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After a traumatic brain injury, you and your family will do everything you can to heal – therapy, treatments, and even surgery. But what you eat – specifically a diet containing a lot of fructose sugar – might be slowing your brain injury recovery down.
Researchers at the University of California Los Angeles (UCLA) have released a study they say suggests that fructose could be affecting brain plasticity and slowing brain injury recovery. The study, led by Fernando Gomez-Pinilla, a professor of neurosurgery and integrative biology and physiology at UCLA’s David Geffen School of Medicine, was published in the Journal of Cerebral Blood Flow and Metabolism.
Dr. Gomez-Pinilla explains:
“Americans consume most of their fructose from processed foods sweetened with high-fructose corn syrup. . . . We found that processed fructose inflicts surprisingly harmful effects on the brain’s ability to repair itself after a head trauma.”
Fructose is a sugar found in fruit, honey, cane sugar, and particularly corn syrup. Fruit also contains anti-oxidants, fiber, and other nutrients that help prevent damage. However, corn syrup is often added to foods without these nutrients as a sweetener or a preservative. The U.S. Department of Agriculture reports the average American consumed about 27 pounds of high-fructose corn syrup in 2014. That’s almost eight teaspoons per day.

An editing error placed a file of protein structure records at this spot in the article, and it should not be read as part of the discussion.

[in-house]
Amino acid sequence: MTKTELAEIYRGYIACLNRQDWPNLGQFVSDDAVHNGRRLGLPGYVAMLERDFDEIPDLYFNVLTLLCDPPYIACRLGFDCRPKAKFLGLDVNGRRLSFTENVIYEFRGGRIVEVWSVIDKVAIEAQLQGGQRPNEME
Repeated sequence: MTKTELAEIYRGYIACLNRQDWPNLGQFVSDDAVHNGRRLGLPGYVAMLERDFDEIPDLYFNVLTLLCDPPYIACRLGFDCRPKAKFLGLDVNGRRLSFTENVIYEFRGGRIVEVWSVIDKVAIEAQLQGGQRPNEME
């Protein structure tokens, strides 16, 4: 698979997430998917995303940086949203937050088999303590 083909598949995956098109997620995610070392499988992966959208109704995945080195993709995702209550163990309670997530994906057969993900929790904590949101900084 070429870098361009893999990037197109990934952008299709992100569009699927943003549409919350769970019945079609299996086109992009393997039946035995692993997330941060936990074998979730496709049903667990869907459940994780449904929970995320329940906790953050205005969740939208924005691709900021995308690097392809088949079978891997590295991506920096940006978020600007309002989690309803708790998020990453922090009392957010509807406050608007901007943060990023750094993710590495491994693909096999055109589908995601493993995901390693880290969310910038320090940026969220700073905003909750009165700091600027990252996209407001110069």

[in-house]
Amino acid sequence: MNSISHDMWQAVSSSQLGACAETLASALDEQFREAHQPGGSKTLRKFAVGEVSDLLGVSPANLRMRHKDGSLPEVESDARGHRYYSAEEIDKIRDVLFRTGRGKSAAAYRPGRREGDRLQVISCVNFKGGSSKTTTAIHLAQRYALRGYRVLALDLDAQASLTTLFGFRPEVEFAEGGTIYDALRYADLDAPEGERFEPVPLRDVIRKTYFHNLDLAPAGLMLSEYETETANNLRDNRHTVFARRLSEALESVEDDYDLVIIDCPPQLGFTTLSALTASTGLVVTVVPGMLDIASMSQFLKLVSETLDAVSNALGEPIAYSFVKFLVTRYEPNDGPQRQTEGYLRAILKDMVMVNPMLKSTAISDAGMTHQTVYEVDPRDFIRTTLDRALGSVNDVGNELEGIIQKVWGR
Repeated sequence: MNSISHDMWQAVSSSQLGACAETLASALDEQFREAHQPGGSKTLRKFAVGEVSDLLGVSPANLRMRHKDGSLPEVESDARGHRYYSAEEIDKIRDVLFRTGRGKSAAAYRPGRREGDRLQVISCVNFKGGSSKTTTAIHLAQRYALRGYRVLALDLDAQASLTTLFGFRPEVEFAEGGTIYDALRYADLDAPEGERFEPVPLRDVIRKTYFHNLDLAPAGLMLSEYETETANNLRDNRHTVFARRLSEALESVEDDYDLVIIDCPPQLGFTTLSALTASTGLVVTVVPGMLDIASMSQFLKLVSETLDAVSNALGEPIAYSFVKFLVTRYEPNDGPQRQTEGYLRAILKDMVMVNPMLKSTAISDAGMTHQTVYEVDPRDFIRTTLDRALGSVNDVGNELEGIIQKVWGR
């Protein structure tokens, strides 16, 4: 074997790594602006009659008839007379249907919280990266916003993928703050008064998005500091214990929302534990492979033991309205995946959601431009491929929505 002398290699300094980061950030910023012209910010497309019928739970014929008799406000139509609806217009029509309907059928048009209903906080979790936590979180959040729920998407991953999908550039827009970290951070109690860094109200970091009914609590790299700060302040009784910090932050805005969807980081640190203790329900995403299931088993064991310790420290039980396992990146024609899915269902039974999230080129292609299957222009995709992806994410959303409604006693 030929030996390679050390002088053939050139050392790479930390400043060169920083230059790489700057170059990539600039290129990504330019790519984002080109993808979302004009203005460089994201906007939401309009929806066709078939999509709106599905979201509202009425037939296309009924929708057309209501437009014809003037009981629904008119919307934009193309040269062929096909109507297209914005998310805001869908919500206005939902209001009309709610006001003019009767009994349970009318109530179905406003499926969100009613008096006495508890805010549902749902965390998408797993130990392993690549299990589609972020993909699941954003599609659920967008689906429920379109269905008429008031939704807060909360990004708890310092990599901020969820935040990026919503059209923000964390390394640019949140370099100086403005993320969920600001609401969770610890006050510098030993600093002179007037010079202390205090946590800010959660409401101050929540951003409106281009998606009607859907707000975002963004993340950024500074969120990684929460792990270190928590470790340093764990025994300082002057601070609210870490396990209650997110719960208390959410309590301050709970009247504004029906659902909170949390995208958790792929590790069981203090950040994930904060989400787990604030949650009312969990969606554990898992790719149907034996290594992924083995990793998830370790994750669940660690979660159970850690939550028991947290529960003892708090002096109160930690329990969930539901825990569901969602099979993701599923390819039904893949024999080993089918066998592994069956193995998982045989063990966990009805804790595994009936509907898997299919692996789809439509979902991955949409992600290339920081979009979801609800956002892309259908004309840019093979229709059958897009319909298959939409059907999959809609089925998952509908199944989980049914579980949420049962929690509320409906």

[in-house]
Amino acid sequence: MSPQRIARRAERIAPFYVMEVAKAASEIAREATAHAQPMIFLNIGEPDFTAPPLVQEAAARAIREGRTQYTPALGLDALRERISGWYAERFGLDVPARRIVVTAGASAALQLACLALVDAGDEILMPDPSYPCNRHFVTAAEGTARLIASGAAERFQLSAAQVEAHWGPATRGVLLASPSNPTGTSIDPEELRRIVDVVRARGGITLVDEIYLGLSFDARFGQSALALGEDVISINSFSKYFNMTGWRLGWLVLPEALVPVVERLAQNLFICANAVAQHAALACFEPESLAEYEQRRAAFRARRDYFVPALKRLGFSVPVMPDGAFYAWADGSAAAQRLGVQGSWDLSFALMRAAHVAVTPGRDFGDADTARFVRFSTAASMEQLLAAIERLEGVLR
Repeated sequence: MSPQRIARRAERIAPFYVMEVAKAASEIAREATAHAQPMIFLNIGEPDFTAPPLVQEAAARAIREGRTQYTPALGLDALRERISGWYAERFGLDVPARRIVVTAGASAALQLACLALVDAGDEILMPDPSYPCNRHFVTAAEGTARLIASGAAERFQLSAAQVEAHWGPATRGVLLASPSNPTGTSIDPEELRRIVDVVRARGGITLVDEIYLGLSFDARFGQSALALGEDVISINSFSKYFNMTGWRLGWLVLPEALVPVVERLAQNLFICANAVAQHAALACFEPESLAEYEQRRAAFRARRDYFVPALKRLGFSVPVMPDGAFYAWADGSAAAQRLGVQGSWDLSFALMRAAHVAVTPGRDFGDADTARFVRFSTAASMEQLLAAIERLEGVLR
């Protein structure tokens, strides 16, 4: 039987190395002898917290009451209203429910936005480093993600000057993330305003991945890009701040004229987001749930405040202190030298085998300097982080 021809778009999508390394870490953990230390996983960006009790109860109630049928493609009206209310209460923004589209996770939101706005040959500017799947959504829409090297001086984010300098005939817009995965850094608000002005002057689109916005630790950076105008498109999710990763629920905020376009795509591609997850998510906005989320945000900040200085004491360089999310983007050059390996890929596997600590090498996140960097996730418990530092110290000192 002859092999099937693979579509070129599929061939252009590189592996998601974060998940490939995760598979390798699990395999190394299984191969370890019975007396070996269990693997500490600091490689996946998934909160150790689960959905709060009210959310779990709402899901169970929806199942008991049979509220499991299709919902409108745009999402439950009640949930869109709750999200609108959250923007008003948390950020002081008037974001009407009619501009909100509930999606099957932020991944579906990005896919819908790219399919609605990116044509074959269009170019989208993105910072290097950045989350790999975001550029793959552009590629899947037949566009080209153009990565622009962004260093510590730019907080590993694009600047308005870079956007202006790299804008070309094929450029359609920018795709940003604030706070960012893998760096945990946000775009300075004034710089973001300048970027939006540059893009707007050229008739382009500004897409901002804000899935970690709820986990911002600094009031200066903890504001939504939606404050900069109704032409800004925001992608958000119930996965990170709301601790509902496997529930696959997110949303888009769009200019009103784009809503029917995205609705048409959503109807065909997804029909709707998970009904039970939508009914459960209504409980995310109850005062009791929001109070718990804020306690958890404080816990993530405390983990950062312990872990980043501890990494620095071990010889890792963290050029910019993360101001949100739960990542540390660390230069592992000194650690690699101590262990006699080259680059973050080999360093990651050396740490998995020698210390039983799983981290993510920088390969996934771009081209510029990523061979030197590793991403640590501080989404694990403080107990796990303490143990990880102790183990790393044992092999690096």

Earlier studies suggest a high-fructose diet can contribute to cancer, diabetes, obesity and fatty liver. Now, the researchers at UCLA have taken the first steps to show it also negatively affects brain injury recovery.
In the study, rats trained to find an exit in a maze were given either regular water or sugar water containing enough fructose to simulate an American diet. Six weeks later, the rats were put under and given a brain injury. Then the rats were put back into the maze. The fructose-fed rats took 30 percent longer to find the exit than the rats who drank water.
The UCLA team found that the fructose the rats’ biological processes after the injury. The fructose interfered with the nerve cells (called neurons) in the brain, making it harder for the rats to form new connections, record memories, and even produce energy.
“Our findings suggest that fructose disrupts plasticity — the creation of fresh pathways between brain cells that occurs when we learn or experience something new. . . . That’s a huge obstacle for anyone to overcome — but especially for a TBI patient, who is often struggling to relearn daily routines and how to care for himself or herself.”
The lesson from the study was clear: cut down on fructose now to protect your brain in case of injury later.
“Our take-home message can be boiled down to this: reduce fructose in your diet if you want to protect your brain.”
David Christensen is a brain injury expert at Christensen Law in Southfield, Michigan. He helps victims of traumatic brain injury get their expenses covered after an auto accident. If you or someone you know has suffered a brain injury, contact Christensen Law today for a free consultation.